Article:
With the help of a dairy-free maple doughnut
Sunday March 03rd 2013, 11:30 pm
Filed under: Family,Food,Life

One other thing about Saturday: after the oven shopping, Richard thought, and I happily agreed, that, hey, it would be cool to go for an ice cream about now.

This is a rare impulse for us.

We had no idea where such a shop might be in the town we were in and neither of us felt like walking through the mall that was back thataway.

I fiddled with my phone a moment–how do you get Siri to come up again? I’d been able to hear her in the Verizon store’s demo when I bought the phone, but in real life, not so much. And Siri doesn’t come with closed captions. (Wait. If she actually does, tell me quick!)

But I knew how to get to the local Whole Foods from where we were and so we headed there for some single-serving Ben and Jerry’s. Not quite the same, but. Happened to pass a frozen yogurt shop on the way, actually, but didn’t pull in there but just kept going. Huh.

Found a cart out of habit, and, walking in the door, while Richard turned left towards the freezers I found myself turning right into the bakery section–I realized afterwards in order to have a moment to observe out of the corner of my eye before deciding. Reached for a vegan doughnut to bring home to Michelle, put it in my cart, found I did have the courage by that point, and went back a few steps left and stopped a man a moment.

A new veteran, was my guess. Maybe thirty at most. Not much past the entryway but standing in place, staring at the store laid out before him. Tall, muscular,  close-cropped hair, with a hard-looking face fiercely clenching an unlit cigar in angry defiance of all the preppy-health-obsessed-self-righteous-overprivileged-lifestyle and sticker shock that Whole Paycheck can be to some. (Though it’s great for people with food allergies.)

And coming from his hand was a cane with four very small walker feet at the bottom, like a child’s toy of the grandpa’s version. The cane itself, though, was an unexpectedly beautiful piece of woodwork for something with such a Medicare-suggesting end.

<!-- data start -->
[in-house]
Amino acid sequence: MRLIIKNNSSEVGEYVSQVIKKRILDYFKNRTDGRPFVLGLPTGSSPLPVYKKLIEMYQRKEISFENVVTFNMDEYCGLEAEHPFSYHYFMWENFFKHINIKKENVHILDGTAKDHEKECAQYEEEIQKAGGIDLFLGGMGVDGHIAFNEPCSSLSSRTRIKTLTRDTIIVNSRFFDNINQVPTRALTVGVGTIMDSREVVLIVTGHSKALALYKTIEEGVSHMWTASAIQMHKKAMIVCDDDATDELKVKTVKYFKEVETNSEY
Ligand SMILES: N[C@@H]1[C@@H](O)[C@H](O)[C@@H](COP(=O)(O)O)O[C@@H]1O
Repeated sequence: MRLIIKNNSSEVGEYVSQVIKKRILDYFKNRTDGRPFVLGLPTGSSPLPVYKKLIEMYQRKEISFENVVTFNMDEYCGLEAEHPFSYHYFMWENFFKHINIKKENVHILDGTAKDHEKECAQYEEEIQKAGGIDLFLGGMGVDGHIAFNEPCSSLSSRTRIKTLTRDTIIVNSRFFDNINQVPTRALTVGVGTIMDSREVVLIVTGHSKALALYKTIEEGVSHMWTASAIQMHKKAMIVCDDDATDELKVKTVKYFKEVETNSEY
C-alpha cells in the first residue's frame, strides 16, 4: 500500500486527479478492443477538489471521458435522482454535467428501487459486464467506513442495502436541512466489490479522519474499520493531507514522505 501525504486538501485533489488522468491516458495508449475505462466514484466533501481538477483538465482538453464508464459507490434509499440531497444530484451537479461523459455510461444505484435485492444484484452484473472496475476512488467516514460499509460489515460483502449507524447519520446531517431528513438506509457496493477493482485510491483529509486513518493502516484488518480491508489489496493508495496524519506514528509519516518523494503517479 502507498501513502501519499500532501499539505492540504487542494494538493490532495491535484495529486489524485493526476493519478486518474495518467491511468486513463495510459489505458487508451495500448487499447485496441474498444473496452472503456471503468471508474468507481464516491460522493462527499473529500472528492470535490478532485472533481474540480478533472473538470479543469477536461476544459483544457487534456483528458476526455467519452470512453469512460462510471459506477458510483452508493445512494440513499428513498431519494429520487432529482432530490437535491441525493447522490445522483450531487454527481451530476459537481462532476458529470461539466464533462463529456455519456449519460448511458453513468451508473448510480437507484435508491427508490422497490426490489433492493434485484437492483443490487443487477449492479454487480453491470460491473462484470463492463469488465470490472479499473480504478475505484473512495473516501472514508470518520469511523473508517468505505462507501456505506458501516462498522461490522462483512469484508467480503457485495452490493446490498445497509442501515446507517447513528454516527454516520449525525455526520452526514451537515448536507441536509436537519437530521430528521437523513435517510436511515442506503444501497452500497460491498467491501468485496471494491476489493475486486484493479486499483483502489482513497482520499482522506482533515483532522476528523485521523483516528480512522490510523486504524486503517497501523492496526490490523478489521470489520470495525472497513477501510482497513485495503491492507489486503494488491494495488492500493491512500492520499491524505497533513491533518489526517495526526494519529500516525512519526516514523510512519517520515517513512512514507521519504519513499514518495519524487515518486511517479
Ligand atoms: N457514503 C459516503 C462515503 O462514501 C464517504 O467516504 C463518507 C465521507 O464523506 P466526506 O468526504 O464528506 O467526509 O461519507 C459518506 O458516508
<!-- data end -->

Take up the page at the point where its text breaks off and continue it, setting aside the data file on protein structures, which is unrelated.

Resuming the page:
Mine, though nowhere near as nice as his, was carved and stained in two colors of varnished wood candycaning around each other. With the usual thick ugly black rubber tip.

I lifted it a little and looked up into his eyes, and because of what was in my hand, he was willing to meet mine.

“If you’ve got to use’em, might as well be a nice one,” and I complimented him on the woodwork in his.

His face changed entirely. He almost laughed but for that cigar he wasn’t about to let fall.

I don’t know who he was. I knew in my bones he needed that moment and that that’s why we had had to go there, and so, turns out I needed that moment too and didn’t even know it till afterwards.

7 Comments so far
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Beautiful. No coincidences, of course…

Comment by Channon 03.04.13 @ 8:38 am

sending a little joy into the lives of others — always a good thing!

Comment by bev 03.04.13 @ 9:20 am

Amalie used one of those little 4-footed canes, but it didn’t have any fancy woodwork. And obviously you know the difference between frozen yogurt (yozen frogurt?) and ice cream.

Comment by Don Meyer 03.04.13 @ 10:44 am

Takes one to know one. And just a few minutes of caring can make a world of difference. And a different world. 🙂

Comment by DebbieR 03.04.13 @ 1:53 pm

I would expect that a man clenching a cigar in a California Whole Foods (Los Altos?) needs a friend. It’s grand that you could be that friend for those few moment.

Go Alison.

Comment by RobinM 03.04.13 @ 7:11 pm

Blessed Be.

Comment by Diana Troldahl 03.04.13 @ 8:16 pm

It’s a wonderful thing to help someone not take themselves so seriously by taking them seriously. Well done!

Comment by twinsetellen 03.05.13 @ 9:35 pm

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